Going Paperless: Data Security

Okay, so you’ve eliminated junk mail, opted out for all those credit cards, and set up a small portable file system to help you manage all incoming paper. You’ve decided on a file naming convention. Now what? Before you sign on for on-line bill pay and eBills, consider how you’ll protect your data. I mean, you already back up all those digital photos you can never replace, right? Right?

So, the first thing is to ensure you have a good backup. For Macs, the first step is Time Machine which backs up your entire drive to an external drive. PC users should find that a lot of external drives have backup software included. This is the single most important advice I can offer anyone with a computer. Backup backup backup. Get the idea? The rest of this post is based on my suggestions. Take ’em or leave ’em, but at least read on and make your own choices.

Next? Consider encryption. There are good points and bad with encryption, so here’s where I suggest you do a little of your own research. But, you need to trust that your sensitive information (signatures, social security numbers, acct information, etc) is safe from falling into the wrong hands. You never know that everyone who has access to your computer is completely trustworthy. You wouldn’t encourage people to riffle through your paper filing cabinet, would you? You can use the free True Crypt for both Macs and PCs. Macs can also use the OSX included Sparse Disk Image. I won’t go into how to do this as there are tons of sites that give you step-by-step instructions. Is this step necessary? No, there’s biometric thumb drives and whole disk encryption or you could not encrypt at all. It’s your data and you should be comfortable with whatever risk you’re willing to take.

Okay. You’re backed up. You’ve read up on encryption and made your decision there. Now, make sure you have a plan for the worst case scenario – theft, or natural disaster. This means another backup – one that isn’t located or kept at your home/office. When it comes to considering disaster recovery you have a couple choices: Off-site or cloud. The choice is yours and where you put that trust. Off-site could be at a friend or relative’s house. It could be a safety deposit box. The cloud is easiest, you just pay for the service, do a little configuration, and the rest happens automatically. How often should you back up? The question is: How much data can you afford to loose? A day? A week? I have daily backups and then a weekly, bootable backup that is kept at a secure location. This is a plan that has to suit you and your needs.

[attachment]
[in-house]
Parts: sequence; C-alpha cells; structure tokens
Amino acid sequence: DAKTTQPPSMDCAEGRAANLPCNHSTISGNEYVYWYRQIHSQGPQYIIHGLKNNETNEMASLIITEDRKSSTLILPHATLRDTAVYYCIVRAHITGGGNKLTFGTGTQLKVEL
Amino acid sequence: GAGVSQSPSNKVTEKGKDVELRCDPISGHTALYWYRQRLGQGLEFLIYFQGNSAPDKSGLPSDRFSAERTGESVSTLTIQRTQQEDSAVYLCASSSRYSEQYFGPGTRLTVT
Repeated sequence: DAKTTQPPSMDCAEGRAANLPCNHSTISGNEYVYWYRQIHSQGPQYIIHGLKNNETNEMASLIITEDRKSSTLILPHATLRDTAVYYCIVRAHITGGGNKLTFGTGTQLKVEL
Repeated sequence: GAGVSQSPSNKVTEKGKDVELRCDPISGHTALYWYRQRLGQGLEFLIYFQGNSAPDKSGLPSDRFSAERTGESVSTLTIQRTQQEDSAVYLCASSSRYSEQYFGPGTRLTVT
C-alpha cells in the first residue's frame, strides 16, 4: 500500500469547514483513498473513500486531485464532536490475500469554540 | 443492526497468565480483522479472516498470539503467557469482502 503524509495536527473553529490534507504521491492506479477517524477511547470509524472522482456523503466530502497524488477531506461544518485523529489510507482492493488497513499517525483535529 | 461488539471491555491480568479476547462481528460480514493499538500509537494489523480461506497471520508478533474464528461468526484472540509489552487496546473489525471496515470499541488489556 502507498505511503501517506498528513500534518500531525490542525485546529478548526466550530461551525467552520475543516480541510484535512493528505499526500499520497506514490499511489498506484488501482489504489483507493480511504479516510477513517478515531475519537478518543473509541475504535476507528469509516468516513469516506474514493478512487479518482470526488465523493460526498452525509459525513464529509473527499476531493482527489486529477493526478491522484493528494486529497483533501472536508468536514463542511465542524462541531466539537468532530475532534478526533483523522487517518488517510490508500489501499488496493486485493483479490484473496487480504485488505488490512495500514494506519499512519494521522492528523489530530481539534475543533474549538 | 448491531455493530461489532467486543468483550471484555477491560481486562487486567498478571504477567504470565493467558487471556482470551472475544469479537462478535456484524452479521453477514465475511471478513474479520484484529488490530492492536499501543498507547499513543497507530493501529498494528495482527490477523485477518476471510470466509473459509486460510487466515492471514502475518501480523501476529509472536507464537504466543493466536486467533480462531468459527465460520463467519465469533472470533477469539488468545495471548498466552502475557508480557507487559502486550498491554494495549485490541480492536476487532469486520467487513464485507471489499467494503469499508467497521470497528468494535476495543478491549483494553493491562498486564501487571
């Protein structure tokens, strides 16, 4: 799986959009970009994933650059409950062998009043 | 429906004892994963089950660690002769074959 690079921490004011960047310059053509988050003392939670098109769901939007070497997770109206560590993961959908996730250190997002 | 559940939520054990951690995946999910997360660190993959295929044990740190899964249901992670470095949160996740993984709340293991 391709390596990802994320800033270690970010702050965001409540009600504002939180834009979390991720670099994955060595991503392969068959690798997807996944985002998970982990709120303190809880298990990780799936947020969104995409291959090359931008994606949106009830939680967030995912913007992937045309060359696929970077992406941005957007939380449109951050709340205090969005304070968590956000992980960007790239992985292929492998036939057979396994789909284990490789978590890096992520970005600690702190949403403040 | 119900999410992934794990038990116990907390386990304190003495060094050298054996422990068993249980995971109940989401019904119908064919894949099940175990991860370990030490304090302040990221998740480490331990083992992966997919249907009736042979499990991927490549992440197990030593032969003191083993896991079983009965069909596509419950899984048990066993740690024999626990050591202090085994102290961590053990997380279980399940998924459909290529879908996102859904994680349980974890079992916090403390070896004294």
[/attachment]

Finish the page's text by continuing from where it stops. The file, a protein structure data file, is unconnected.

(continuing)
You’re almost done. But not quite. Practice safe computing. You want to ensure that the computer stays free of viruses, spyware, and malware. You don’t want the files wide open for all who use the computer to easily see. Computer experts suggest that you lockdown accts, use strong passwords, run anti-virus and malware sweepers. I won’t go into the Macs don’t get viruses debate here. They aren’t bullet proof against Malware, no computer is immune. At least read up on Macs and malware. If you decide to get some protection for your Mac, there are some free choices out there. PCs have a few free choices, too if money is an issue. But PCs? It isn’t even a debate here. You need an anti-virus AND a malware/spyware scanner. And everyone should use common sense when clicking on links and websites. So, go and spend some time reading up on these things. A few good sites should do the trick.

There are a few other things to make your Mac or PC more secure. Again, I won’t go through steps for each, but after you’ve decided on the anti-virus and malware issues, a quick Google search for: Secure Windows 7, or XP, Vista, or Mac, should come up with a few excellent sites. These sites should tell you settings for such things as internet browser settings, logins, passwords, and other system settings designed to help keep you safe from all the nasties and thieves out there. It isn’t that hard and you won’t need to hire someone to do this (although you could).

When you’re done securing your computer or coming to peace with your choices about security, we’ll move on to the next step: eBills, on-line banking, and an email account only used for bill pay.


One thought on “Going Paperless: Data Security

  1. Pingback: Getting SuperGeeky: Paperless Workflow w/ my Mac & Hazel | Michelle Muto – Author

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